Monday, April 23, 2012

Rick's Discoveries Volume XIX

The music that I listen to, in many cases, is reflective of the state of things in my life. When things are calm, simple, and stress-free my listening habits are pretty consistent to match that stability--I'll stick to the same genres and listen to stuff I know. When there's stress or upheaval or I get frazzled, I often spin through as many different musical styles, artists, and albums as I can. The more out of sorts things get for me, the more varied my listening habits. With that being known, the crazy mix of albums below is a reflection of my attempts to relieve the stresses of the last few weeks. So if you're scratching your head a bit reading through the list below… well… maybe you'll find something interesting you usually wouldn't listen to?

Amaranthe - Amaranthe

You might as well start giving me shit for picking this album. Amaranthe's mix of modern MDM, metalcore, and power metal, all done with an extremely glossy sheen, is sure to turn off anyone looking for "deep" music, but if you want something to get stuck in your head for days, just listen to "Hunger." These guys are like the bastard child of Dead By April and Within Temptation, excelling at what each does best. The only missteps are the somewhat bland ballads.

Dirge Within - There Will Be Blood

Remember the bands Soil and The Blank Theory from the early 2000s? Yeah, that's right, those crappy nu-metal bands. Well, Dirge Within contains a couple of members from those bands, so you can only guess what to expect, right? WRONG. This is far from nu-metal schlock. Instead you'll find that There Will Be Blood treads much closer to the groove metal you'd hear from God Forbid, Shadows Fall, or even Machine Head. There's a little bit of metalcore here and there (mostly in the double bass rolls and occasional breakdown), but for the most part it's simply well executed groove metal with just the right mix of riffing, solos, and solid songwriting.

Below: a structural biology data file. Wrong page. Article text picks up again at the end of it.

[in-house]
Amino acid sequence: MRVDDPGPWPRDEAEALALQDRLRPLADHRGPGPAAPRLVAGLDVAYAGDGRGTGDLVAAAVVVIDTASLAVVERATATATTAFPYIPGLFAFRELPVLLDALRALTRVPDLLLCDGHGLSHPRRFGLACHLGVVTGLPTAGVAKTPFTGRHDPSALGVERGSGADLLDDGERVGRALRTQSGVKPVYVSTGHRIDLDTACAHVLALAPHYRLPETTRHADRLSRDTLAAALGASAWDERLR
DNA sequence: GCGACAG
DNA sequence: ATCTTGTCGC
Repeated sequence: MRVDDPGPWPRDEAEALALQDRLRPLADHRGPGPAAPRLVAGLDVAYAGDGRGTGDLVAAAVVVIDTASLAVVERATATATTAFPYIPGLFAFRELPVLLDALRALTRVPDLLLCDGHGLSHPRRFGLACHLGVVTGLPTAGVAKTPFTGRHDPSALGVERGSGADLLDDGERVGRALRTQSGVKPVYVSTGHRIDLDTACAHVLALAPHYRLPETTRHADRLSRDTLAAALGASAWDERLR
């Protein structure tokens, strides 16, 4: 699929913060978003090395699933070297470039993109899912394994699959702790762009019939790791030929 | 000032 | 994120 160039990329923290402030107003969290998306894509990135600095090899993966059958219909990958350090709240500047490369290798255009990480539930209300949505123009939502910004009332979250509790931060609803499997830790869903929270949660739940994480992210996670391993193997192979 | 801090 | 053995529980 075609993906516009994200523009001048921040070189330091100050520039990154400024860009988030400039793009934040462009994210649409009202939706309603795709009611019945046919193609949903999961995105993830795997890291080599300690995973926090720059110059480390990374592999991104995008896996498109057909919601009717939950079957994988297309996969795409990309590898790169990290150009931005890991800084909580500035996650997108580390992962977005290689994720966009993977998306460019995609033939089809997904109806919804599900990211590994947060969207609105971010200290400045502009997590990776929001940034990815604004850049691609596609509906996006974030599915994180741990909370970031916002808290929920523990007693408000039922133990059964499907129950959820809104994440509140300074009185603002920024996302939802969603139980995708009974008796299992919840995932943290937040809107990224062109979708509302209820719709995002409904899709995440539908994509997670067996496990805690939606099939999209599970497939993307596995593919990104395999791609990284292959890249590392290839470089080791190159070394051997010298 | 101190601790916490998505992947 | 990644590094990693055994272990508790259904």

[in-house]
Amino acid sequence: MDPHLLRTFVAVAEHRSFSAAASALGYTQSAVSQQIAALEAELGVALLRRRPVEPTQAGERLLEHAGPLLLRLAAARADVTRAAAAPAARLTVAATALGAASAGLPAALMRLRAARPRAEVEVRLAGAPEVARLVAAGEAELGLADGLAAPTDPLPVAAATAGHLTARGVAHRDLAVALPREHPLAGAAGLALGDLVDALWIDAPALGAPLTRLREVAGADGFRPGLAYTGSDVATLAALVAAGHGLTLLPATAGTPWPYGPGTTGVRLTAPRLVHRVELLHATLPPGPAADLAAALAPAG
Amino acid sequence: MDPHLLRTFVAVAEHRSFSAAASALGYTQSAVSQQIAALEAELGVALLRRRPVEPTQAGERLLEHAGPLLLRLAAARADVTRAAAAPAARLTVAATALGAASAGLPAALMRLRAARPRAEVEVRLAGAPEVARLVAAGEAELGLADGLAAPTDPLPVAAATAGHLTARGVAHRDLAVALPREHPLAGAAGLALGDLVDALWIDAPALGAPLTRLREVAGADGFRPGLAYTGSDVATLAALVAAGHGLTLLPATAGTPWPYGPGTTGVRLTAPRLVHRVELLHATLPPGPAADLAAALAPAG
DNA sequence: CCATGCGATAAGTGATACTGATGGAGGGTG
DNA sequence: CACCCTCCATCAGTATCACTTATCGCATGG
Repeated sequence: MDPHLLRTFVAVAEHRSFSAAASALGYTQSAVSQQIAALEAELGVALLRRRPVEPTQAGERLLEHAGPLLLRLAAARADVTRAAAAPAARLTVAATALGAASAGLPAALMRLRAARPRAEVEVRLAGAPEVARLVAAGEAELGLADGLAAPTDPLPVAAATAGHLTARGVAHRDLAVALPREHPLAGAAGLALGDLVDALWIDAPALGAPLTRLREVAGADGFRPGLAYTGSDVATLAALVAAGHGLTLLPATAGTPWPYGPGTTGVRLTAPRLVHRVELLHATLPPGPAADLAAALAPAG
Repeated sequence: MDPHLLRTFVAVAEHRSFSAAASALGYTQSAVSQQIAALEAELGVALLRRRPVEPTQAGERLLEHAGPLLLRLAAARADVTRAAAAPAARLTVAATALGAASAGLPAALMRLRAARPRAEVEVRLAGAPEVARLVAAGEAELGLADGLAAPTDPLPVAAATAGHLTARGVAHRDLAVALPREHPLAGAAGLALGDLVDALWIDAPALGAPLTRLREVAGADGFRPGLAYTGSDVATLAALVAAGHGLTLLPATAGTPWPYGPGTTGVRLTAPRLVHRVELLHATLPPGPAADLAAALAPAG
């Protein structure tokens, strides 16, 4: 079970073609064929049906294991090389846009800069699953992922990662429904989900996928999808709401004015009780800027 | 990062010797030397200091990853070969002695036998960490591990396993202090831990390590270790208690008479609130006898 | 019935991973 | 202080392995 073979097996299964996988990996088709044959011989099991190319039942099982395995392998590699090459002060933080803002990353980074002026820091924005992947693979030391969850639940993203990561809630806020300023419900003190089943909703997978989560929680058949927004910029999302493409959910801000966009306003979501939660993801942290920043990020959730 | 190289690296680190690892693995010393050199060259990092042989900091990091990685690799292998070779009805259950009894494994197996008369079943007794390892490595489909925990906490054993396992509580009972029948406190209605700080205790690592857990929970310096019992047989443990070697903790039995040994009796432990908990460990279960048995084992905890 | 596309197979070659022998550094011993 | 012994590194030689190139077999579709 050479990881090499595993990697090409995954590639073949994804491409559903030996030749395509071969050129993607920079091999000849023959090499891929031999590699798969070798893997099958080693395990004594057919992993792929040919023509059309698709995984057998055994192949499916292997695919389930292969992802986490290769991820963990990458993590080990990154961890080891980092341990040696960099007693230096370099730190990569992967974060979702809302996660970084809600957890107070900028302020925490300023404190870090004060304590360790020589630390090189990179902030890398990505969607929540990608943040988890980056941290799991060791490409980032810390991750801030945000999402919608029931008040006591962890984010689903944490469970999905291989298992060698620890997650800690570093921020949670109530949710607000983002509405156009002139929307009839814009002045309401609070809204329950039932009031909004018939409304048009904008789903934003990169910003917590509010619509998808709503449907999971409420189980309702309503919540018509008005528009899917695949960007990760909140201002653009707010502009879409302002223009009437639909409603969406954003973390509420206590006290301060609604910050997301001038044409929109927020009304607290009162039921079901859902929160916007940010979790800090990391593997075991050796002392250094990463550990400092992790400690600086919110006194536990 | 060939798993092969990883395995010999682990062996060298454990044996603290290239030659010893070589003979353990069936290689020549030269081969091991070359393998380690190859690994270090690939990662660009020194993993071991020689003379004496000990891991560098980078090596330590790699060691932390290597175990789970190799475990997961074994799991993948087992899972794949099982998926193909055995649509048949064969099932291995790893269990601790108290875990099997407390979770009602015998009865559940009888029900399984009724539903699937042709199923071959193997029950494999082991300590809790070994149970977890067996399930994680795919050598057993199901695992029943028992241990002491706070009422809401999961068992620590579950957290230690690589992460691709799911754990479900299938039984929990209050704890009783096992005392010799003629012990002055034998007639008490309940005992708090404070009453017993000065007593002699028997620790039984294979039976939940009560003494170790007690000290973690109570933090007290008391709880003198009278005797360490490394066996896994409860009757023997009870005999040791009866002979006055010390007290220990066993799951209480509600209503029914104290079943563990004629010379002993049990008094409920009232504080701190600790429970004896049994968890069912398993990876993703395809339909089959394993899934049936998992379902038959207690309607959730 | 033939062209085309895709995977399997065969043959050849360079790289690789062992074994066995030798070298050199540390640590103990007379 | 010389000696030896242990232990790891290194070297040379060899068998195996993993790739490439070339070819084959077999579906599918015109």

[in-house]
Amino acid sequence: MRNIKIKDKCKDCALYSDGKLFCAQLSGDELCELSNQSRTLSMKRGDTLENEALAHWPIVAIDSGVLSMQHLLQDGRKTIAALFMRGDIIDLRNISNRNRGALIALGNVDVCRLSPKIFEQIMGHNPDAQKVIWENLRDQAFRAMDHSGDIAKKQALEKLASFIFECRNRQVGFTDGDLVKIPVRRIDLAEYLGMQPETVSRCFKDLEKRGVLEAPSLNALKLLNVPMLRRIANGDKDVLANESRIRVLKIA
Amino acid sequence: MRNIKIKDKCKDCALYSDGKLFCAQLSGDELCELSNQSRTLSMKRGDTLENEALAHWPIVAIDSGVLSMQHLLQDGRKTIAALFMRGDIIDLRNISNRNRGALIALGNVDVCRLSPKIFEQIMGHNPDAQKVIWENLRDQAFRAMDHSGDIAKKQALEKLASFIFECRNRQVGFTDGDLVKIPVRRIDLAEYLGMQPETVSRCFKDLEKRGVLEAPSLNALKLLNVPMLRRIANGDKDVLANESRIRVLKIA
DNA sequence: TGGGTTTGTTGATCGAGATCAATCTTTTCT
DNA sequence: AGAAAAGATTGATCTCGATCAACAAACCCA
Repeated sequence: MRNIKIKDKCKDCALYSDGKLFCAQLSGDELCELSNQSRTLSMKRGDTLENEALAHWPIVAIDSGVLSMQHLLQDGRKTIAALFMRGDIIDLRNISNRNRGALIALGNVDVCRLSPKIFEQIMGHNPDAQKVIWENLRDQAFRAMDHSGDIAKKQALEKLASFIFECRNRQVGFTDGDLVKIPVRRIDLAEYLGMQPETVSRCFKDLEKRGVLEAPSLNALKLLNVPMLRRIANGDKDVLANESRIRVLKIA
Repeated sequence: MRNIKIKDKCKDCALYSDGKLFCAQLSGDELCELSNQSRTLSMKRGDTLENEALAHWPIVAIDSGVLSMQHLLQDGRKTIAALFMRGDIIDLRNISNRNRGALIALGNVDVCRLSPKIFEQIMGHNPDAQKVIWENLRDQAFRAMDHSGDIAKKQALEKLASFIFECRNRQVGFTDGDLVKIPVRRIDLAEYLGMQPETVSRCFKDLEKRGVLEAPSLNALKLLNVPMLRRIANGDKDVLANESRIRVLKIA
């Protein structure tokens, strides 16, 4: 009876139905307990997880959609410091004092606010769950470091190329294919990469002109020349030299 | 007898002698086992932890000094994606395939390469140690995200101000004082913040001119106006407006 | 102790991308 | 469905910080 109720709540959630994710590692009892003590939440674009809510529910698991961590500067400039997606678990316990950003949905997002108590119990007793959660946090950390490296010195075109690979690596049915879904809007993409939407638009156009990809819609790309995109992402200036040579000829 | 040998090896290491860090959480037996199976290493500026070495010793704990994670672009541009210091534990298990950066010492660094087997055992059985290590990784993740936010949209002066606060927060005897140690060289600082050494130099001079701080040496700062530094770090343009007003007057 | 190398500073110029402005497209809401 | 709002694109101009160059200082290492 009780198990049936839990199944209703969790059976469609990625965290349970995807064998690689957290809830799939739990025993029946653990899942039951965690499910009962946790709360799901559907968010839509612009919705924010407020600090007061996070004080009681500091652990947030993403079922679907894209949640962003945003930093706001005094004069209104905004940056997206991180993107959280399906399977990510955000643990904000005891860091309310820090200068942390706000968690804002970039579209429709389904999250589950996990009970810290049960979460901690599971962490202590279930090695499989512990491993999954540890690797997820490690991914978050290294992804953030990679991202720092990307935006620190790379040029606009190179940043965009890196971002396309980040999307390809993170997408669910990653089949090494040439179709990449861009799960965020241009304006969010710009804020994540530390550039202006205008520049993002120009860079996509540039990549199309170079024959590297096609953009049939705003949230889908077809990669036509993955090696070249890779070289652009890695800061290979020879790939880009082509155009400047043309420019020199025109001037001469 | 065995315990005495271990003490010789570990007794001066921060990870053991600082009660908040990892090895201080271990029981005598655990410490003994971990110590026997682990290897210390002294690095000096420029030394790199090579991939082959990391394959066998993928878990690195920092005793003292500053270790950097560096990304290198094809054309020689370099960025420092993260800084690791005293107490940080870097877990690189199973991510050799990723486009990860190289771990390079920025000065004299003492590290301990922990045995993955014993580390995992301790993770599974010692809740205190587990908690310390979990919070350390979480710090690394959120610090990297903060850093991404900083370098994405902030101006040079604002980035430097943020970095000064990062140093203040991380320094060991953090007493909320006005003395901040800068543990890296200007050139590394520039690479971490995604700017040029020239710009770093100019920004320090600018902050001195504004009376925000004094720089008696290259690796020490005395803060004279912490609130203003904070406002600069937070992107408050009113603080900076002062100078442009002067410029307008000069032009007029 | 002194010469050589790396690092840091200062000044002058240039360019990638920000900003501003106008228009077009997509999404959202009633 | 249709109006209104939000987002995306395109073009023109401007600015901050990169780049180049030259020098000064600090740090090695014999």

Leech - If We Get There One Day, Would You Please Open the Gates?

Yes, the album name is a bit pretentious. Yes, Leech are a long-winded post-rock band. Yes, they strive to be as epic as Explosions in the Sky (but not quite as epic as Godspeed You Black Emperor). Yes, you will traverse numerous peaks and valleys throughout each song. Yes, there is a lot to take in during a single sitting. And, yes, most importantly, you will love every last damn minute of it.

A Whisper in the Noise have been a Minnesota band perpetually on my radar. Having existed since the early 2000s, they've perfected their band of slowcore, ambient, post-rock-influenced art rock. I've always had trouble describing their sound, but at the core their breed of music is focused on the mellow, introspective side of things… perhaps something like an entire album of The Dear Hunter's mellowest works, but put through a Sigur Ros filter and given a significant tempo downshift.

Solitude - Tied to the Anchor

Bullet For My Valentine's debut album Poison was a spectacular blend of Metallica influences with a lot of modern metalcore appeal. I played that album to death. It's unfortunate that their follow up albums were utter balls. But that's where Solitude comes in to play. Tied to the Anchor feels like the sequel to Poison. Solitude may not have been trying to be Bullet For My Valentine Version 2.0, but when you listen to this album, you won't be able to think of anything else. Considering how much I miss the early BFMV sound, though, this is far from a criticism.